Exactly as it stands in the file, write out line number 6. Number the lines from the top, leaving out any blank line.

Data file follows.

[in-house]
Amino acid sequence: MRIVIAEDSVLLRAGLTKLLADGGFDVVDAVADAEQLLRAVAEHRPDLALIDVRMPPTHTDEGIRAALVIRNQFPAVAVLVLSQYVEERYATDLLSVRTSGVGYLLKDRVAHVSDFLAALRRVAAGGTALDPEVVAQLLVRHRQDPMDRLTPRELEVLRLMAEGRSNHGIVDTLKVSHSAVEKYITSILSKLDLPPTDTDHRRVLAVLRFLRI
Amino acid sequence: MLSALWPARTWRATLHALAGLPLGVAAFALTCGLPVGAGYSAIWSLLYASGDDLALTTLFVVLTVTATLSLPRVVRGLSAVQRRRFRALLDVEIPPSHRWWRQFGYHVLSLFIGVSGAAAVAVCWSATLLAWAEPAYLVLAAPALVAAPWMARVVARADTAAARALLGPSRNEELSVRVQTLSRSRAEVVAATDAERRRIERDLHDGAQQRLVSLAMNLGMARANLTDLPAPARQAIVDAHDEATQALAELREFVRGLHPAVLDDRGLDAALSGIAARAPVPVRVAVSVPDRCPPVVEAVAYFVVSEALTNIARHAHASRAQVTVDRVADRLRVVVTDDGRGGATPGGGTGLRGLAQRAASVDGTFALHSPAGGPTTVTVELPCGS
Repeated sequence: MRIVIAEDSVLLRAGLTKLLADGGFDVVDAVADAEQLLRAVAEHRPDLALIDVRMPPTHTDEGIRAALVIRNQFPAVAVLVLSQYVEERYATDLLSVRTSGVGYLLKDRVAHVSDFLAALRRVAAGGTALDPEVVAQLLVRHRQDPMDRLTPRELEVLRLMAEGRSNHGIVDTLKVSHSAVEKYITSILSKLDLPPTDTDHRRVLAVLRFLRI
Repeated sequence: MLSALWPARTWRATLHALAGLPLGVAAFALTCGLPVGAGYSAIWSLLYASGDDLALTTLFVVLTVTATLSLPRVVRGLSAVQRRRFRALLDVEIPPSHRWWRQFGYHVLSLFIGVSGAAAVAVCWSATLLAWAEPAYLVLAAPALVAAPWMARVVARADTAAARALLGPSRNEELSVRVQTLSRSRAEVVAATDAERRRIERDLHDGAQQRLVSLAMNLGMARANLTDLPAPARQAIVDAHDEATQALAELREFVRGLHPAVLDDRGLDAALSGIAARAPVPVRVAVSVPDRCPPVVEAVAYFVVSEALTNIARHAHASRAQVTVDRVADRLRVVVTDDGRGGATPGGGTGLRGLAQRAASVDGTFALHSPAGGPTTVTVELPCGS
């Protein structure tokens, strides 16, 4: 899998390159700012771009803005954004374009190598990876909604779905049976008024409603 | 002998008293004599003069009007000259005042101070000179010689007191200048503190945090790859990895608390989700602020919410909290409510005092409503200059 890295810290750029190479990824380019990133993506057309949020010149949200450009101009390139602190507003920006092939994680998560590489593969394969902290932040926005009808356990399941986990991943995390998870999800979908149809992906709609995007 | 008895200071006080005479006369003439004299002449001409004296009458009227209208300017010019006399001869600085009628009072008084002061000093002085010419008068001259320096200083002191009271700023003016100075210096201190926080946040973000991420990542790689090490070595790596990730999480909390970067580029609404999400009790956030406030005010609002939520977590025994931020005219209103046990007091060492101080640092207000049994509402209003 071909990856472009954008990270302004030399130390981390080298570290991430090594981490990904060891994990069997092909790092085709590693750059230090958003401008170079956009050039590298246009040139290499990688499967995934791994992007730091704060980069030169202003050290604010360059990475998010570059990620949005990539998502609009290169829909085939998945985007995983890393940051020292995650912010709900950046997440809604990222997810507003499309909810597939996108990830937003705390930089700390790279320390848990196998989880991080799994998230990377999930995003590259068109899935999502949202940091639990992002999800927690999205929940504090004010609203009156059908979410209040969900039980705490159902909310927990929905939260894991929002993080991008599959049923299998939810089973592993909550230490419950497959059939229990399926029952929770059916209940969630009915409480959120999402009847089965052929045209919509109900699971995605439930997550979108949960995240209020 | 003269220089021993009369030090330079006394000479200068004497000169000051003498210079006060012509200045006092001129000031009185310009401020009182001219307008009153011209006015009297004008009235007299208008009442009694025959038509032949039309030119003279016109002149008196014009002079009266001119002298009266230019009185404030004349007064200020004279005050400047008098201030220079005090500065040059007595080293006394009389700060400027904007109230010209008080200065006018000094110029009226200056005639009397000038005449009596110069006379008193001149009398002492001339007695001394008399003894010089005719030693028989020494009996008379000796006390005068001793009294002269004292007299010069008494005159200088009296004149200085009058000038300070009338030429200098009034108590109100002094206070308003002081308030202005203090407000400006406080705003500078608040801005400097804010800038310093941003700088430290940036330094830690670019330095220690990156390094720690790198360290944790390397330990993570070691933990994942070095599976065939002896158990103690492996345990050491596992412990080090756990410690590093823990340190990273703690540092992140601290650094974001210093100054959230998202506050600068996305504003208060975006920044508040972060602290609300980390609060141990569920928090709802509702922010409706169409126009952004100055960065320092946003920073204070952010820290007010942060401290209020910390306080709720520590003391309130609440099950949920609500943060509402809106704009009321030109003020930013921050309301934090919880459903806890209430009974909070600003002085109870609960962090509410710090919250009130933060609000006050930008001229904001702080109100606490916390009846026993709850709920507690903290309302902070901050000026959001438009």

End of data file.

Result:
């Protein structure tokens, strides 16, 4: 899998390159700012771009803005954004374009190598990876909604779905049976008024409603 | 002998008293004599003069009007000259005042101070000179010689007191200048503190945090790859990895608390989700602020919410909290409510005092409503200059 890295810290750029190479990824380019990133993506057309949020010149949200450009101009390139602190507003920006092939994680998560590489593969394969902290932040926005009808356990399941986990991943995390998870999800979908149809992906709609995007 | 008895200071006080005479006369003439004299002449001409004296009458009227209208300017010019006399001869600085009628009072008084002061000093002085010419008068001259320096200083002191009271700023003016100075210096201190926080946040973000991420990542790689090490070595790596990730999480909390970067580029609404999400009790956030406030005010609002939520977590025994931020005219209103046990007091060492101080640092207000049994509402209003 071909990856472009954008990270302004030399130390981390080298570290991430090594981490990904060891994990069997092909790092085709590693750059230090958003401008170079956009050039590298246009040139290499990688499967995934791994992007730091704060980069030169202003050290604010360059990475998010570059990620949005990539998502609009290169829909085939998945985007995983890393940051020292995650912010709900950046997440809604990222997810507003499309909810597939996108990830937003705390930089700390790279320390848990196998989880991080799994998230990377999930995003590259068109899935999502949202940091639990992002999800927690999205929940504090004010609203009156059908979410209040969900039980705490159902909310927990929905939260894991929002993080991008599959049923299998939810089973592993909550230490419950497959059939229990399926029952929770059916209940969630009915409480959120999402009847089965052929045209919509109900699971995605439930997550979108949960995240209020 | 003269220089021993009369030090330079006394000479200068004497000169000051003498210079006060012509200045006092001129000031009185310009401020009182001219307008009153011209006015009297004008009235007299208008009442009694025959038509032949039309030119003279016109002149008196014009002079009266001119002298009266230019009185404030004349007064200020004279005050400047008098201030220079005090500065040059007595080293006394009389700060400027904007109230010209008080200065006018000094110029009226200056005639009397000038005449009596110069006379008193001149009398002492001339007695001394008399003894010089005719030693028989020494009996008379000796006390005068001793009294002269004292007299010069008494005159200088009296004149200085009058000038300070009338030429200098009034108590109100002094206070308003002081308030202005203090407000400006406080705003500078608040801005400097804010800038310093941003700088430290940036330094830690670019330095220690990156390094720690790198360290944790390397330990993570070691933990994942070095599976065939002896158990103690492996345990050491596992412990080090756990410690590093823990340190990273703690540092992140601290650094974001210093100054959230998202506050600068996305504003208060975006920044508040972060602290609300980390609060141990569920928090709802509702922010409706169409126009952004100055960065320092946003920073204070952010820290007010942060401290209020910390306080709720520590003391309130609440099950949920609500943060509402809106704009009321030109003020930013921050309301934090919880459903806890209430009974909070600003002085109870609960962090509410710090919250009130933060609000006050930008001229904001702080109100606490916390009846026993709850709920507690903290309302902070901050000026959001438009």